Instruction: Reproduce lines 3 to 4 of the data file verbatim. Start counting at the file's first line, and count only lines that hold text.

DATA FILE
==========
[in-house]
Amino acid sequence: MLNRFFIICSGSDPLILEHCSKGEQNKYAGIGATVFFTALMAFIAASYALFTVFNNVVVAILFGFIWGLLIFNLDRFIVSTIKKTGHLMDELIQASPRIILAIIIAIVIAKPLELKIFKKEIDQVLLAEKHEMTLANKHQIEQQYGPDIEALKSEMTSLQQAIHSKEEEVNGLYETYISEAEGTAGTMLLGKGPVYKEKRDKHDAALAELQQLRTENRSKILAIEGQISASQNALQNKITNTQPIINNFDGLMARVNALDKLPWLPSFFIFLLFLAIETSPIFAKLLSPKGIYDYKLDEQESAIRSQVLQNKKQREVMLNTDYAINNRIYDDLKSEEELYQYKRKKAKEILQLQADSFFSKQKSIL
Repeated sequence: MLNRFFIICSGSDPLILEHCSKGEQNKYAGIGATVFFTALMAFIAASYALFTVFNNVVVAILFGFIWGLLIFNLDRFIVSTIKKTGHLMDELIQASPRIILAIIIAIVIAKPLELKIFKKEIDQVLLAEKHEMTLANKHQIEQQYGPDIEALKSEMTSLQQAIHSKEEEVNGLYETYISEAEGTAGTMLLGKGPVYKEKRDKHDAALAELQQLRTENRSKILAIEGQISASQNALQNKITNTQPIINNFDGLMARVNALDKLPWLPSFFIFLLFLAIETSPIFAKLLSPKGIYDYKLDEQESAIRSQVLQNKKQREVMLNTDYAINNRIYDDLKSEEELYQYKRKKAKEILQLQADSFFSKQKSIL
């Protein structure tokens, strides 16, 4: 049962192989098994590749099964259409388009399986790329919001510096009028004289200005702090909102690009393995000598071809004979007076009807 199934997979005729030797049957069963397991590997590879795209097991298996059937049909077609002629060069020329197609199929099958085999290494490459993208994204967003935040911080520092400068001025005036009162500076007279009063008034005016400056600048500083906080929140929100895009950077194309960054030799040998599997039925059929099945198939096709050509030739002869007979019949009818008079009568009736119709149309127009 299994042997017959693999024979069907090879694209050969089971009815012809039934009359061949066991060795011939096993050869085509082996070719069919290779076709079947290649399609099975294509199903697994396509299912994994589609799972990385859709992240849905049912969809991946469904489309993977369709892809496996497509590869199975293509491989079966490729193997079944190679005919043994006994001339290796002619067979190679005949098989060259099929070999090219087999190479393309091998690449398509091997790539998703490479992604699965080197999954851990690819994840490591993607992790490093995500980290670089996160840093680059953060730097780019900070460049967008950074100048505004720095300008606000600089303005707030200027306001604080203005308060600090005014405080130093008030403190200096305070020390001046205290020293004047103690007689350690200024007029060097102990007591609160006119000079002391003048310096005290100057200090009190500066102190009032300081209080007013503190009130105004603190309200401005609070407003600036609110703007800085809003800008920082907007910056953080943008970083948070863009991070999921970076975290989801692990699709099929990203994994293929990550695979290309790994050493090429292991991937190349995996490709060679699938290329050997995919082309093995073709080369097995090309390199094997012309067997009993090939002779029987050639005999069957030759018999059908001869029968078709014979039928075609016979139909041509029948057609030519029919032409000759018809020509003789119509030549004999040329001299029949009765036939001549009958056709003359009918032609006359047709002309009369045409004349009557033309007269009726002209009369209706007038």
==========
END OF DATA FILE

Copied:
Repeated sequence: MLNRFFIICSGSDPLILEHCSKGEQNKYAGIGATVFFTALMAFIAASYALFTVFNNVVVAILFGFIWGLLIFNLDRFIVSTIKKTGHLMDELIQASPRIILAIIIAIVIAKPLELKIFKKEIDQVLLAEKHEMTLANKHQIEQQYGPDIEALKSEMTSLQQAIHSKEEEVNGLYETYISEAEGTAGTMLLGKGPVYKEKRDKHDAALAELQQLRTENRSKILAIEGQISASQNALQNKITNTQPIINNFDGLMARVNALDKLPWLPSFFIFLLFLAIETSPIFAKLLSPKGIYDYKLDEQESAIRSQVLQNKKQREVMLNTDYAINNRIYDDLKSEEELYQYKRKKAKEILQLQADSFFSKQKSIL
């Protein structure tokens, strides 16, 4: 049962192989098994590749099964259409388009399986790329919001510096009028004289200005702090909102690009393995000598071809004979007076009807 199934997979005729030797049957069963397991590997590879795209097991298996059937049909077609002629060069020329197609199929099958085999290494490459993208994204967003935040911080520092400068001025005036009162500076007279009063008034005016400056600048500083906080929140929100895009950077194309960054030799040998599997039925059929099945198939096709050509030739002869007979019949009818008079009568009736119709149309127009 299994042997017959693999024979069907090879694209050969089971009815012809039934009359061949066991060795011939096993050869085509082996070719069919290779076709079947290649399609099975294509199903697994396509299912994994589609799972990385859709992240849905049912969809991946469904489309993977369709892809496996497509590869199975293509491989079966490729193997079944190679005919043994006994001339290796002619067979190679005949098989060259099929070999090219087999190479393309091998690449398509091997790539998703490479992604699965080197999954851990690819994840490591993607992790490093995500980290670089996160840093680059953060730097780019900070460049967008950074100048505004720095300008606000600089303005707030200027306001604080203005308060600090005014405080130093008030403190200096305070020390001046205290020293004047103690007689350690200024007029060097102990007591609160006119000079002391003048310096005290100057200090009190500066102190009032300081209080007013503190009130105004603190309200401005609070407003600036609110703007800085809003800008920082907007910056953080943008970083948070863009991070999921970076975290989801692990699709099929990203994994293929990550695979290309790994050493090429292991991937190349995996490709060679699938290329050997995919082309093995073709080369097995090309390199094997012309067997009993090939002779029987050639005999069957030759018999059908001869029968078709014979039928075609016979139909041509029948057609030519029919032409000759018809020509003789119509030549004999040329001299029949009765036939001549009958056709003359009918032609006359047709002309009369045409004349009557033309007269009726002209009369209706007038």